Get wet with “Hot Tub Party Massacre!”

There’s Astronomical Evil in Them Mountains of Mars! “First Man on Mars” review!

The Cologne Space Labs launch their project billionaire sponsor and gold-greedy astronaut Eli Cologne into a two-year journey in hopes for a beneficial Mars expedition. Cologne, being the first man on the red planet, encounters a shiny gold-like object that infects him with a foreign organism. As mission control rashly make the decisive decision to abort the expedition and leave Cologne stranded on the wasteland that is Mars, the brazen astronaut plans not to die on the alien planet, fleeting back to the return module, and blasting off back into space where he becomes lost for one year until his return module crash lands on Earth under the massive cloak of Hurricane Katrina. His human form ceases to exists, transformed into a flesh feasting, hideous extraterrestrial in a space suit who wreaks havoc and terror for years in a podunk Louisiana bayou where the nearby local Sheriff, Dick Ruffman, attempts to save from ultimate destruction.
When Tempe Video and TomCat Releasing dropped the news of “First Man on Mars” feature on my e-doorstep in a Tempe Video press release, something very deep in the cavernous, unholy part of me wanted to screen the film’s trailer. After witnessing a primo homage of super-8 b-horror schlock, I immediately brought my finger tips to my laptop’s keys and typed ferociously, requesting a press coverage copy for a film that had me instantly reminisce of “Lobster Man of Mars,” a 1989 sci-fi comedy directed by Stanley Sheff. As weeks passed, no response of my request was returned from the distributor. However, when the film’s director Mike T. Lyddon, an experienced independent filmmaker with more than two decades worth of low-budget films under his belt, e-mails Its Bloggin’ Evil and wonders if the site could review his latest project, a satirical sci-fi comedy, by forwarding over a screener link, I gladly jumped at the opportunity and, low and behold, I wasn’t disappointed when the end credits started to roll!
Under a massive umbrella of pop cultural science fiction references, “First Man on Mars” oversteps many plot conventions, exaggerating to the fullest extent a simple story of one man’s plight of an unquenchable desire for shiny gold that literally consumes him and, consequently, consumes others surrounding him in a cauldron of cannibalistic campiness. Even though the lesser part of Benjamin Wood’s dual role shows his mug as a friendly bar patron, his Eli Cologne performance never shows character face beyond the golden shield of his space helmet or before his pre-gruesome transformation into a hideous, razor-teethed, otherworldly beast, providing anonymity to an important character much similar to that of the character V in “V for Vendetta,” if you don’t consider the stock footage prior to the film’s title. Okay, so I might be comparing caviar to spam, but nonetheless, Lyddon uses comedy and a jerry-built space suit to create an ambiguity villainous character.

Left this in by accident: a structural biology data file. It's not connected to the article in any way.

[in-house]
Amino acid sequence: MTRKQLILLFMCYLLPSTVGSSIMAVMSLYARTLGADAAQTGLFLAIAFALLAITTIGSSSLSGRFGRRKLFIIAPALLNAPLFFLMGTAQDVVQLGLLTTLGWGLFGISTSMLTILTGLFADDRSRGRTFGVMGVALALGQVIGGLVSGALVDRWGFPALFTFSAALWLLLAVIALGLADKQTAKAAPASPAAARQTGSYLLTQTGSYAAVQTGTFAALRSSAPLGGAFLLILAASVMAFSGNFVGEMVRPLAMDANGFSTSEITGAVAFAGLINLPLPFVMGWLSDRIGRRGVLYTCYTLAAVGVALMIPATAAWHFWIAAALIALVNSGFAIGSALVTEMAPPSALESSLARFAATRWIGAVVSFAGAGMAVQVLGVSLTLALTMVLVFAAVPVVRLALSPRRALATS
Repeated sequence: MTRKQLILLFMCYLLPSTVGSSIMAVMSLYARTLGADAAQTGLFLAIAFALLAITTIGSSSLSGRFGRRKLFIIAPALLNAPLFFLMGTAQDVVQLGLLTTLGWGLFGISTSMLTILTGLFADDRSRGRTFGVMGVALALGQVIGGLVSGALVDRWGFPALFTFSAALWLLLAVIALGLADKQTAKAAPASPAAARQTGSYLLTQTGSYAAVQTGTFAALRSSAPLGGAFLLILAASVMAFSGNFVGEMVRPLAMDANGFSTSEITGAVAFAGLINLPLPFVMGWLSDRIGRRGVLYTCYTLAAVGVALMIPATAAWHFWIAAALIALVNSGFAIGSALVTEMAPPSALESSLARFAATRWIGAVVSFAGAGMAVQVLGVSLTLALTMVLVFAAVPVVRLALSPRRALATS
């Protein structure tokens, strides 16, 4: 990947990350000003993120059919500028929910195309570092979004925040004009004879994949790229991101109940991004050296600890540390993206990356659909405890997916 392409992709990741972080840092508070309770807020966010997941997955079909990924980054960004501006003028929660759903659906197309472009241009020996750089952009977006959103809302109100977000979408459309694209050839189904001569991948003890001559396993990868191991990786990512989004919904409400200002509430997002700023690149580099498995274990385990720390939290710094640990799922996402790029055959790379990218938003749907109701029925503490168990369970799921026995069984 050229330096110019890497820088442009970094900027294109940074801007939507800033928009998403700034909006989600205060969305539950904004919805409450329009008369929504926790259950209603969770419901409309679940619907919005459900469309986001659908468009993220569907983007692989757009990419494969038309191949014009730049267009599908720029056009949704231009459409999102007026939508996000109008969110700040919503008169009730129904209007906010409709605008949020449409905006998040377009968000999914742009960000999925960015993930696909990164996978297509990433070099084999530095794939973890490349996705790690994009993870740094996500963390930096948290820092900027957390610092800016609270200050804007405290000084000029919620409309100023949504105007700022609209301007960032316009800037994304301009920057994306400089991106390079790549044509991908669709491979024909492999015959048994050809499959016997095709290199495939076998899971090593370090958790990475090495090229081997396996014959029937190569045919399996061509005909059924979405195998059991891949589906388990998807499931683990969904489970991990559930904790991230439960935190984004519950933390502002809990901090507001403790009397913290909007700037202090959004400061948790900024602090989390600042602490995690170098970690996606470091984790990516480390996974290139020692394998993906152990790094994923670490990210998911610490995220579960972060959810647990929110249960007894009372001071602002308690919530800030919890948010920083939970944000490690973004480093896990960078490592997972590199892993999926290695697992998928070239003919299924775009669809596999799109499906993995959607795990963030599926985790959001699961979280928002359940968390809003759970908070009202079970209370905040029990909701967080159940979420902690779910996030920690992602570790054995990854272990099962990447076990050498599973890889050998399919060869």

Trust me, “First Man on Mars” is not at all serious as the feature is comprised of zany rednecks, birdbrain scientists, and gratuitous violent hilarity garnished with suitably colorful dialogue that can be funny while being extremely crude, can be smart in it’s admiration, and can be juvenile with bathroom-riddled humor where appropriately scened. Every actor executes the swallowing of pride process to extend verbal and physical indirect comedy that purely goes hand-in-hand with this sort of satirical storyline constructed from the certifiable portions of Mike Lyddon’s brain that might or might not be sizzling on an illegal and dangerous narcotic. Gavin Ferrara, Kirk Jordan, Marcelle Shaneyfelt, Roy “Rusty” Jackson, Jr., Kelly Murtagh, Joey Harmon, Sam Cobean, and Tresslar Burton round out the comically darling cast.
“First Man on Mars” is an absurd blast from low-budget director Mike Lyddon and his team of willing actor and crew participants, putting everything on the proverbial line to make this ambitious project first and put their seemingly absent shame second. The TomCat Releasing was presented to me as a screener link, therefore I can’t officially review the audio and video quality nor any bonus features that might have accompanied the release, but as a soft judgment, the 16mm stock that “First Man on Mars” is shot on revels in the hokey dialogue, the substantial monster violence, and the utter gore as a remembrance of the once larger than life creature feature movies from the drive-in theater era.


Mexico’s Stomach-Turning Evil is Here! “Atroz” review!